A Vancouver Island killer who boasted of torturing his victims has been sentenced to life in prison with no possibility of parole for 23 years for the second-degree murders of two men.
"These acts were a manifestation of incomprehensible evil," B.C. Supreme Court Justice James Williams said Friday as he sentenced Darcy Kozak for the murders of Kenneth Robinson, a 45-year-old disabled, homeless Nanaimo man, and Kenneth Leask, 44, a tree faller from Powell River.
"These offences are that rare case which would warrant the imposition of the maximum period of parole ineligibility."
As Kozak was sentenced, Leask's youngest daughter, Hailey, screamed at Kozak, "You f---ing killed my dad."
Last month, Kozak, a 40-year-old former Victoria man, pleaded guilty to two counts of second-degree murder and one count of manslaughter for his involvement in the death of Luc Dulude, 49, of Quebec.
Robinson was confined and tortured for several days in Kozak's Shawnigan Lake-area trailer in May 2007, in retaliation for taking a truck. He was strung up, stabbed, burned and beaten with pliers, bolt cutters and his own walking stick, before being left, still breathing, under a tarp, where he died.
The following year, Leask, who had raised Kozak's ire for spending $5,000 he'd been given to start a marijuana grow-op, was strung upside down and beaten for several days with a hammer and pliers. Kozak and his friend Robert Cook eventually smothered Leask with a plastic bag. His body was weighed down by a bucket filled with concrete and dumped in the ocean off Campbell River.
Kozak admitted that in the fall of 2008, he planned for a week to kill jail-friend Dulude, who was shot in the abdomen by Cook when he turned up at a garage on a Campbell River property.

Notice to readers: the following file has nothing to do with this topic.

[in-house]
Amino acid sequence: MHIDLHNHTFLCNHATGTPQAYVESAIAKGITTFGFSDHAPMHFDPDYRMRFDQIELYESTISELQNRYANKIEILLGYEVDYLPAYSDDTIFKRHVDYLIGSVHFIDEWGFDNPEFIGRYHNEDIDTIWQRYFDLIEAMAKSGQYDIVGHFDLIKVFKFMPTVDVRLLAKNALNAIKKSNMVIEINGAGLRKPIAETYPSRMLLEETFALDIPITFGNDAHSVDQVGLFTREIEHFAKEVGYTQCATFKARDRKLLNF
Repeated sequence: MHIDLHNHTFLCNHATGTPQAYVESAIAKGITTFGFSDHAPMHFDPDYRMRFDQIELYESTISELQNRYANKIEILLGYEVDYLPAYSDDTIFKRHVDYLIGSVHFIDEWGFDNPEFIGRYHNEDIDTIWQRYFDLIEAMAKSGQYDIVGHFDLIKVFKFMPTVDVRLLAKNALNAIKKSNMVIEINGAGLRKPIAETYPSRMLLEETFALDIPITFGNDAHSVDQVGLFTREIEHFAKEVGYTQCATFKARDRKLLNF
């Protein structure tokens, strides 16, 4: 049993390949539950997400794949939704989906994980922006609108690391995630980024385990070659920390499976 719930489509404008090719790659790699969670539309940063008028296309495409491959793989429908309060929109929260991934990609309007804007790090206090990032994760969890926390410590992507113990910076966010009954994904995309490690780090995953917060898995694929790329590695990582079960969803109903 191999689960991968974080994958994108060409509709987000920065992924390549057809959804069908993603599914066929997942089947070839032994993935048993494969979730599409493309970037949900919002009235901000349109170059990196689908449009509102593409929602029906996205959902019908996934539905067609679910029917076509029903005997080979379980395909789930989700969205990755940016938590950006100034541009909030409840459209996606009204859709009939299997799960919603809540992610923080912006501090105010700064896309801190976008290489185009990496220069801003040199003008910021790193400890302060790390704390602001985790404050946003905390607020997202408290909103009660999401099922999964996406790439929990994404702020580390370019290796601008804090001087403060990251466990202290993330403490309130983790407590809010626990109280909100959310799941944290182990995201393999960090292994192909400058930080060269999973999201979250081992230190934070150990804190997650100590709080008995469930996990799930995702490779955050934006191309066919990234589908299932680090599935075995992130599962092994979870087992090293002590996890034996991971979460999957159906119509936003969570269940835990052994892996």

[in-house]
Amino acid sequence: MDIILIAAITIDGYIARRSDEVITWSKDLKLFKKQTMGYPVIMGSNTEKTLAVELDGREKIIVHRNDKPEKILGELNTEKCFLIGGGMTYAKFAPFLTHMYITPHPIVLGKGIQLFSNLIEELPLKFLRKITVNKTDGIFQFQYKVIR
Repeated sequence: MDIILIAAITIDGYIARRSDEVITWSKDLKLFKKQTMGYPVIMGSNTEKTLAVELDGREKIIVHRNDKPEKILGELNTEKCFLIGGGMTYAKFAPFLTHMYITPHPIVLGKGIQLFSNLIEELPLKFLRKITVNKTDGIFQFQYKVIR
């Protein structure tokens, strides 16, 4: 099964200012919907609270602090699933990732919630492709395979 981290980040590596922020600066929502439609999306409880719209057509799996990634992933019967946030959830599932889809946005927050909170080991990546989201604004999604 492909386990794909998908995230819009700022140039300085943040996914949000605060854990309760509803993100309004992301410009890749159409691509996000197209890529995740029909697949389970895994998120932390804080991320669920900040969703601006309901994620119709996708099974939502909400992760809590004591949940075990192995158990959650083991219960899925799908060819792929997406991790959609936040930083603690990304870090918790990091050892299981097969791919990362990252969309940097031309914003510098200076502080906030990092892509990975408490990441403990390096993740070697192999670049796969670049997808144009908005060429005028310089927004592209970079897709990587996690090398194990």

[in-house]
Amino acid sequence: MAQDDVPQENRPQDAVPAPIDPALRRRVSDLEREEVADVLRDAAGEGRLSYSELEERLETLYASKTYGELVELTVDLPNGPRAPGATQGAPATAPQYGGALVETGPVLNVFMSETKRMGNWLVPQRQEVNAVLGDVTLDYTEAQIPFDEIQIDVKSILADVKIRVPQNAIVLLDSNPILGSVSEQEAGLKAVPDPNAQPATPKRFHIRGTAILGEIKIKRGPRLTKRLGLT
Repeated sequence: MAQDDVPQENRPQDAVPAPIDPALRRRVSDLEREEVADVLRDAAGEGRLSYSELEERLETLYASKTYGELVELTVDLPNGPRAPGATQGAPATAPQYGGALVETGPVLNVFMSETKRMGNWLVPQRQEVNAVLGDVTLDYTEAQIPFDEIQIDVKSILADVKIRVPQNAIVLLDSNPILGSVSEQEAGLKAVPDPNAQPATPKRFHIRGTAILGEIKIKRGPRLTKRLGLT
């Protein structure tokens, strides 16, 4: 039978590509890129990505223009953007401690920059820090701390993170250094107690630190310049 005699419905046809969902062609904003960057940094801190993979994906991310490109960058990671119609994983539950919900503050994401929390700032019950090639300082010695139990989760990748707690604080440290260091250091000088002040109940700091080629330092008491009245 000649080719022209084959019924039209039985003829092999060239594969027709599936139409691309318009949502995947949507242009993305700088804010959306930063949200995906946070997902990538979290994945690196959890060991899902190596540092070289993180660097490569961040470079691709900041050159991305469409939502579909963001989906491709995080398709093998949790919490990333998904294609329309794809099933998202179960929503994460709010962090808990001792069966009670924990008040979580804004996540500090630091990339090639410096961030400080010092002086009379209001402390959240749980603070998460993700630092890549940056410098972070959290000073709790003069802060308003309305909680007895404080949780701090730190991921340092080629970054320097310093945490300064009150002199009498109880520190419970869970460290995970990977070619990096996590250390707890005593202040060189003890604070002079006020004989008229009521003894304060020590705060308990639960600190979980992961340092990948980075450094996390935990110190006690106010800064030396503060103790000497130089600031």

He was wrapped in plastic while he was still alive and his body stowed in a metal pickup truck box. The body was later found by the RCMP in an old bakery on the property.
Williams called Kozak's crimes sadistic, but noted second-degree murder sentences with the maximum parole ineligibility of 25 years are unusual and include cases like Robert Pickton, whom he also sentenced.
In setting parole eligibility at 23 years, Williams said he considered Kozak's guilty pleas, which meant the victims' families didn't have to testify in court. He imposed a concurrent 11-year sentence for Dulude's death.
"Although the victims had seen their share of trouble in life and law, they were members of our society. They had families. They were loved by others. They deserved basic dignity, which Mr. Kozak's actions denied them," said Williams. "The lives were taken cruelly and they were disposed of like so much refuse."
Outside, an emotional Roddy Leask said his brother Kenny was a good man who loved jokes.
"When I first told my mom of Kenny's death, she said, 'Why would anyone want to hurt Kenny? He doesn't have a malicious bone in his body,' " Leask recalled.
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